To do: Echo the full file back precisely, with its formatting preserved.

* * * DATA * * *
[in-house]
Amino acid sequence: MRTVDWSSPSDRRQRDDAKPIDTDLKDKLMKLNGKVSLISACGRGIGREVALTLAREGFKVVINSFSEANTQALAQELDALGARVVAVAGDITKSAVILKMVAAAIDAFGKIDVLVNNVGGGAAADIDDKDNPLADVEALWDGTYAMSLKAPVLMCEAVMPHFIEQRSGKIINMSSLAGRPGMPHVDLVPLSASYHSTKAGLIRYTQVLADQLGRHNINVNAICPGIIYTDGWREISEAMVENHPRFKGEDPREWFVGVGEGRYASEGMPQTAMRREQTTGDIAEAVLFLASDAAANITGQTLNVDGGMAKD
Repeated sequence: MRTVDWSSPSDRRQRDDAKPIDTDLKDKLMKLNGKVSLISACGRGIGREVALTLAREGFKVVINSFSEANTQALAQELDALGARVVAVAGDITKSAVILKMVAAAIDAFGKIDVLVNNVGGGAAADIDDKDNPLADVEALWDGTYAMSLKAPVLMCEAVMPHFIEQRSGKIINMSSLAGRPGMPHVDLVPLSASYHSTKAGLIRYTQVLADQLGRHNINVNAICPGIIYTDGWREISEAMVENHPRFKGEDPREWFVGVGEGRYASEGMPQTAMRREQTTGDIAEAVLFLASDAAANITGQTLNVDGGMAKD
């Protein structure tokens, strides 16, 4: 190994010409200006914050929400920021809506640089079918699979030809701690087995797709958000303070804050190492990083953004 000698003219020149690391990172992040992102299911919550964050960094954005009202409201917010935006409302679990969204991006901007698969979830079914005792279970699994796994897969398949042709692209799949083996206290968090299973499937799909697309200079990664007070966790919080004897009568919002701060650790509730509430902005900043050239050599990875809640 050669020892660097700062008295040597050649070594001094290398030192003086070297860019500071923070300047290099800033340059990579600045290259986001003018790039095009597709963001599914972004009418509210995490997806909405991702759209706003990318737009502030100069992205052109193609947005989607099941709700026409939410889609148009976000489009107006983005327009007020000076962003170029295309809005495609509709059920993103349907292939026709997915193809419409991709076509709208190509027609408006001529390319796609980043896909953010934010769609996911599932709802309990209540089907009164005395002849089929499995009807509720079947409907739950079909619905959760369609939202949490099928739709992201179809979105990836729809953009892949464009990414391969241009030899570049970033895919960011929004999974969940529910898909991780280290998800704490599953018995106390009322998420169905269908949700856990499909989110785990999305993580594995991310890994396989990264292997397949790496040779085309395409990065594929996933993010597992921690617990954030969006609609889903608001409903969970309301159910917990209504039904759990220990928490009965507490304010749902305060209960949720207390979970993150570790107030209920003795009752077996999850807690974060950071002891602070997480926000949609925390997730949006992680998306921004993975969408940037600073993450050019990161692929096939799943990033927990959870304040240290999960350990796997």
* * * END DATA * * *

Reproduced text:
[in-house]
Amino acid sequence: MRTVDWSSPSDRRQRDDAKPIDTDLKDKLMKLNGKVSLISACGRGIGREVALTLAREGFKVVINSFSEANTQALAQELDALGARVVAVAGDITKSAVILKMVAAAIDAFGKIDVLVNNVGGGAAADIDDKDNPLADVEALWDGTYAMSLKAPVLMCEAVMPHFIEQRSGKIINMSSLAGRPGMPHVDLVPLSASYHSTKAGLIRYTQVLADQLGRHNINVNAICPGIIYTDGWREISEAMVENHPRFKGEDPREWFVGVGEGRYASEGMPQTAMRREQTTGDIAEAVLFLASDAAANITGQTLNVDGGMAKD
Repeated sequence: MRTVDWSSPSDRRQRDDAKPIDTDLKDKLMKLNGKVSLISACGRGIGREVALTLAREGFKVVINSFSEANTQALAQELDALGARVVAVAGDITKSAVILKMVAAAIDAFGKIDVLVNNVGGGAAADIDDKDNPLADVEALWDGTYAMSLKAPVLMCEAVMPHFIEQRSGKIINMSSLAGRPGMPHVDLVPLSASYHSTKAGLIRYTQVLADQLGRHNINVNAICPGIIYTDGWREISEAMVENHPRFKGEDPREWFVGVGEGRYASEGMPQTAMRREQTTGDIAEAVLFLASDAAANITGQTLNVDGGMAKD
């Protein structure tokens, strides 16, 4: 190994010409200006914050929400920021809506640089079918699979030809701690087995797709958000303070804050190492990083953004 000698003219020149690391990172992040992102299911919550964050960094954005009202409201917010935006409302679990969204991006901007698969979830079914005792279970699994796994897969398949042709692209799949083996206290968090299973499937799909697309200079990664007070966790919080004897009568919002701060650790509730509430902005900043050239050599990875809640 050669020892660097700062008295040597050649070594001094290398030192003086070297860019500071923070300047290099800033340059990579600045290259986001003018790039095009597709963001599914972004009418509210995490997806909405991702759209706003990318737009502030100069992205052109193609947005989607099941709700026409939410889609148009976000489009107006983005327009007020000076962003170029295309809005495609509709059920993103349907292939026709997915193809419409991709076509709208190509027609408006001529390319796609980043896909953010934010769609996911599932709802309990209540089907009164005395002849089929499995009807509720079947409907739950079909619905959760369609939202949490099928739709992201179809979105990836729809953009892949464009990414391969241009030899570049970033895919960011929004999974969940529910898909991780280290998800704490599953018995106390009322998420169905269908949700856990499909989110785990999305993580594995991310890994396989990264292997397949790496040779085309395409990065594929996933993010597992921690617990954030969006609609889903608001409903969970309301159910917990209504039904759990220990928490009965507490304010749902305060209960949720207390979970993150570790107030209920003795009752077996999850807690974060950071002891602070997480926000949609925390997730949006992680998306921004993975969408940037600073993450050019990161692929096939799943990033927990959870304040240290999960350990796997």